“Keep Your Government Hands Off My Government Programs!”

  8. dss says:

    It is all about the framing.

    Call those on taking such things as food stamps, and you can demonize them 50 ways to Sunday. Moochers, too lazy to work, parasites on our economic system, freeloaders, etc.

    Frame it as families trying to feed their children, pregnant mothers, the elderly and all of a sudden we have empathy – until the right wing starts calling you weak, enablers, socialists.

  9. wally says:

    The key word in your first sentence is a small one: “we”.
    Some people don’t see it that way; they see it as “us” and “them”.

  10. DeDude says:

    TraderMark; you probably used the “banned” word soci@list (spelled with an a), then your comment will have to await moderator intervention ;-)

  11. KJ Foehr says:

    They already know and hate this. That is why they want to turn back the clock to pre-Medicare and pre-New Deal, 1932 America. They think that would be better.

    For many reasons I believe life is much better for most people now than it was then. But, imo, they are not very concerned about most people.

  12. BennyProfane says:

    Just imagine how life in America post financial crash would be without food stamps, medicare, medicade, social security, UE insurance, pension insurance, and the feeble mechanisms in place to regulate and unwind bank disasters.

    Oh, yeah, can you say 1931?

  13. says:

    I don’t believe those stats. Fact is, many people receive government support who don’t want it. Case in point, my kid needed some extra reading help. The school district would not provide it unless I signed up the family for medicaid. Didn’t matter if I wanted to pay for it out of my own pocket, they would not provide any services without medicaid. So, my kid is on medicaid. This also means when he goes to the doctor my work ins pays everything except the copay, which medicaid picks up since he is “disabled.” I make 6 figures, yet my family participates in medicaid for the purpose of the stats. Crazy.

  14. lunartop says:

    I have found some American’s (particularly working class ones) attitude to health care quite puzzling – to quote Seth Meyer’s, “Stop using my tax dollars to take care of me!”

  15. Christopher says:

    Big Ag subsidies
    Big Oil subsidies
    Big Bank subsidies
    Big Insurance subsidies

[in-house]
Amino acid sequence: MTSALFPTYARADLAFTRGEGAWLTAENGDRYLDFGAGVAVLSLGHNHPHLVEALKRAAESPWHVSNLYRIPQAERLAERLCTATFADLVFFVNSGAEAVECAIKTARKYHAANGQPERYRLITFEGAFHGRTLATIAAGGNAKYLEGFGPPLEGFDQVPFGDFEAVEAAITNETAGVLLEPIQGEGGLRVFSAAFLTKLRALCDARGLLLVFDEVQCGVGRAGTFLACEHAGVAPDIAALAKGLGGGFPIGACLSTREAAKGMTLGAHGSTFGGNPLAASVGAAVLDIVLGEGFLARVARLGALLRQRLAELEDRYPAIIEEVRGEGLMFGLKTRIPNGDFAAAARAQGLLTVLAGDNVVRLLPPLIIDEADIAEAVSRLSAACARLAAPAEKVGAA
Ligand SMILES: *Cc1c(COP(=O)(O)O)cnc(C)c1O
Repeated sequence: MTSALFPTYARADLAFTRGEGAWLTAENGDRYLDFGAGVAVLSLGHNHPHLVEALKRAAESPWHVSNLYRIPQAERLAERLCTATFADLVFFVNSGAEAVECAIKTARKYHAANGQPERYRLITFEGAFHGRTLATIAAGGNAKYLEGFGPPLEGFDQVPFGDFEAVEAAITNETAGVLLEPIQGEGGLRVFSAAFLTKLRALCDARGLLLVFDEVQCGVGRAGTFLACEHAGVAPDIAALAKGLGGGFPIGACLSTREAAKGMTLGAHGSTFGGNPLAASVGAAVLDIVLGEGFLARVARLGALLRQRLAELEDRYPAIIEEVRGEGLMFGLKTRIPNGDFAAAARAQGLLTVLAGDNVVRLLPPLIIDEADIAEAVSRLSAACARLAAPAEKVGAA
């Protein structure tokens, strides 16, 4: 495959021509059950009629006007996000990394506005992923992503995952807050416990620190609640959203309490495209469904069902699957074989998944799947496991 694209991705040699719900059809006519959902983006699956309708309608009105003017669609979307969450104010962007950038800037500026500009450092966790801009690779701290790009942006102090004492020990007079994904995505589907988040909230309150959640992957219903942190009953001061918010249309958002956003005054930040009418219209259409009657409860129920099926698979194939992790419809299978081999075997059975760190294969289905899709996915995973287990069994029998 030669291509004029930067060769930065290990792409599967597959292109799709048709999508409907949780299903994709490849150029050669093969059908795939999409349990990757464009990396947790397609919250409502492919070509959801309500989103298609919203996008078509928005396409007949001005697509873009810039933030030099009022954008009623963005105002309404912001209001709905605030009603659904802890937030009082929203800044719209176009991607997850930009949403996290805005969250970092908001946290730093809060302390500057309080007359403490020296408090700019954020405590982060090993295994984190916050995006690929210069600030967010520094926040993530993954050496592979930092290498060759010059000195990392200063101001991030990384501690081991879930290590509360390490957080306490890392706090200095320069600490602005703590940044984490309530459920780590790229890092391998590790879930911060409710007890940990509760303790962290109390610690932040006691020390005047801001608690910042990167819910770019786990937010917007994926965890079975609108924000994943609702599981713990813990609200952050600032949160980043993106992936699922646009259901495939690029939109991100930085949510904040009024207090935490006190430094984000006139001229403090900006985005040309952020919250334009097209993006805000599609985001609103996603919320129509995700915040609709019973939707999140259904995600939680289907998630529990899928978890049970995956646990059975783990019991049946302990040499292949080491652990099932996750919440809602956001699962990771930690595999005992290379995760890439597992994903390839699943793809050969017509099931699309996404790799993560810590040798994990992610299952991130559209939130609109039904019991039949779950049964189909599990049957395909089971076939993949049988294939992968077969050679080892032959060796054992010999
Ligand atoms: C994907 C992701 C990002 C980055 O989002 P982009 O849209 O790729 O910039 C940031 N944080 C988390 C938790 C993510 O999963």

Big RE subsidies
    Big Defense subsidies

    ….and yet the food stamps=moochers….

    How very “Christian” of us.

  16. mathman says:

    Driving the future will be decreasing resources and increasing population along with Peak Oil and human-induced climate change (including sea-level rise, desertification in the southwestern U.S. and elsewhere, much stronger storms, hurricanes and tornadic activity, loss of arable land due to chaotic weather, diseases of plants, animals, birds and humans, etc.):

  17. I of course am being facetious in my use of the term socialism

  18. Deviator says:

    Are Americans even capable of a serious discussion of the merits of socialism? Even a learned commetator like BR accepts the colloquial definition of the word. Yet socialism, as the OED defines it, contains “common ownership of the means of production.” Plainly that isn’t how the US economy is organised. Nor indeed are those so-called “socialist” European economies, save for some legacy nationalised industries in a few countries. What there IS on BOTH sides of the Atlantic is plenty of social democracy, where wealth is, to a greater or lesser degree, redistributed in order to ensure some basic standard of income for all citizens and some degree of guaranteed health care.

    Yet it seems that Americans genuinely cannot even SEE the social democracy that they live in, pay for and are, at times, upheld by. No wonder they cannot manage a sensible debate about how much they actually want to pay for it. And no wonder, profoundly cynical people may succeed in fooling Americans into giving up their social democracy. When that happens….. oh dear. I would be fascinated to know what BR makes of Tony Judt’s “Ill Fares the Land” A tremendous description of this phenomenon and what might be done to address it.

  19. Global Eyes says:

    There’s only 1 thing worse than socialism and that’s selective socialism!

  20. bell8865 says:

    Barry, are you saying that in general Christians are against these things?